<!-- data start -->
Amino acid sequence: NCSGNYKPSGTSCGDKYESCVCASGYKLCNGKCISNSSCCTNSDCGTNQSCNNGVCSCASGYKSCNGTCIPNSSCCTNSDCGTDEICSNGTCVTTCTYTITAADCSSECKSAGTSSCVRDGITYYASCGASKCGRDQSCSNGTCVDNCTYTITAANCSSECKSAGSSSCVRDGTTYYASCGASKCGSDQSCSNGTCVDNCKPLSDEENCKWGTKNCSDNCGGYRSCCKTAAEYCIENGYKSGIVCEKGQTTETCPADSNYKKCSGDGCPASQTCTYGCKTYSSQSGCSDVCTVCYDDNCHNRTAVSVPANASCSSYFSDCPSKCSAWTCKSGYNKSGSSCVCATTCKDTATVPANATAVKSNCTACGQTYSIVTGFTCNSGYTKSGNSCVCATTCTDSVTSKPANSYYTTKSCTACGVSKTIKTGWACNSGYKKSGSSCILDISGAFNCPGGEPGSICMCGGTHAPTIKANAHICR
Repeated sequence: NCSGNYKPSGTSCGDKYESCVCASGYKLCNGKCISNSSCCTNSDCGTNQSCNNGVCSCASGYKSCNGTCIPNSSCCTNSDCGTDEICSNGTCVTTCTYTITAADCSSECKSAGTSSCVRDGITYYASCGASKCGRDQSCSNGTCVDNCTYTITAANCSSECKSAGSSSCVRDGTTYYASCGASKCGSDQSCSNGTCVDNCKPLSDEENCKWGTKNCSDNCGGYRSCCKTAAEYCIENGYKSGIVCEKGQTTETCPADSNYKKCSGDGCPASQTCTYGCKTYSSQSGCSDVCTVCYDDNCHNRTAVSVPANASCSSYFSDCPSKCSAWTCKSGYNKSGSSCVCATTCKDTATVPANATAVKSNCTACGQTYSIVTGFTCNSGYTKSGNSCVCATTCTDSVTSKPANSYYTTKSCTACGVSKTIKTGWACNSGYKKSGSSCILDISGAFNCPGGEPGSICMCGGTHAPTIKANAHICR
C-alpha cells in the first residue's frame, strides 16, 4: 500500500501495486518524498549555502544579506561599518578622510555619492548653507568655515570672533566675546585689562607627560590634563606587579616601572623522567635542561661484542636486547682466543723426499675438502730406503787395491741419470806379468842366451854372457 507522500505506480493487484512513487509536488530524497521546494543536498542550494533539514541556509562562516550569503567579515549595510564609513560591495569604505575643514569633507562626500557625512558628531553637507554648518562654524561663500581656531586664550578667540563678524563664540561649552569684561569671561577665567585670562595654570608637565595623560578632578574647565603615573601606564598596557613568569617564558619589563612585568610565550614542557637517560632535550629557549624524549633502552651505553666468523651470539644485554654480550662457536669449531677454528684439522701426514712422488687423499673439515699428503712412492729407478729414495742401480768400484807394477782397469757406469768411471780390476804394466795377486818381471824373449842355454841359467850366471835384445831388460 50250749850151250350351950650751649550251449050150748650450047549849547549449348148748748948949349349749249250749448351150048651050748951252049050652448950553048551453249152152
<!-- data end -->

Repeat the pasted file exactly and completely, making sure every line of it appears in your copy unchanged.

Amino acid sequence: NCSGNYKPSGTSCGDKYESCVCASGYKLCNGKCISNSSCCTNSDCGTNQSCNNGVCSCASGYKSCNGTCIPNSSCCTNSDCGTDEICSNGTCVTTCTYTITAADCSSECKSAGTSSCVRDGITYYASCGASKCGRDQSCSNGTCVDNCTYTITAANCSSECKSAGSSSCVRDGTTYYASCGASKCGSDQSCSNGTCVDNCKPLSDEENCKWGTKNCSDNCGGYRSCCKTAAEYCIENGYKSGIVCEKGQTTETCPADSNYKKCSGDGCPASQTCTYGCKTYSSQSGCSDVCTVCYDDNCHNRTAVSVPANASCSSYFSDCPSKCSAWTCKSGYNKSGSSCVCATTCKDTATVPANATAVKSNCTACGQTYSIVTGFTCNSGYTKSGNSCVCATTCTDSVTSKPANSYYTTKSCTACGVSKTIKTGWACNSGYKKSGSSCILDISGAFNCPGGEPGSICMCGGTHAPTIKANAHICR
Repeated sequence: NCSGNYKPSGTSCGDKYESCVCASGYKLCNGKCISNSSCCTNSDCGTNQSCNNGVCSCASGYKSCNGTCIPNSSCCTNSDCGTDEICSNGTCVTTCTYTITAADCSSECKSAGTSSCVRDGITYYASCGASKCGRDQSCSNGTCVDNCTYTITAANCSSECKSAGSSSCVRDGTTYYASCGASKCGSDQSCSNGTCVDNCKPLSDEENCKWGTKNCSDNCGGYRSCCKTAAEYCIENGYKSGIVCEKGQTTETCPADSNYKKCSGDGCPASQTCTYGCKTYSSQSGCSDVCTVCYDDNCHNRTAVSVPANASCSSYFSDCPSKCSAWTCKSGYNKSGSSCVCATTCKDTATVPANATAVKSNCTACGQTYSIVTGFTCNSGYTKSGNSCVCATTCTDSVTSKPANSYYTTKSCTACGVSKTIKTGWACNSGYKKSGSSCILDISGAFNCPGGEPGSICMCGGTHAPTIKANAHICR
C-alpha cells in the first residue's frame, strides 16, 4: 500500500501495486518524498549555502544579506561599518578622510555619492548653507568655515570672533566675546585689562607627560590634563606587579616601572623522567635542561661484542636486547682466543723426499675438502730406503787395491741419470806379468842366451854372457 507522500505506480493487484512513487509536488530524497521546494543536498542550494533539514541556509562562516550569503567579515549595510564609513560591495569604505575643514569633507562626500557625512558628531553637507554648518562654524561663500581656531586664550578667540563678524563664540561649552569684561569671561577665567585670562595654570608637565595623560578632578574647565603615573601606564598596557613568569617564558619589563612585568610565550614542557637517560632535550629557549624524549633502552651505553666468523651470539644485554654480550662457536669449531677454528684439522701426514712422488687423499673439515699428503712412492729407478729414495742401480768400484807394477782397469757406469768411471780390476804394466795377486818381471824373449842355454841359467850366471835384445831388460 50250749850151250350351950650751649550251449050150748650450047549849547549449348148748748948949349349749249250749448351150048651050748951252049050652448950553048551453249152152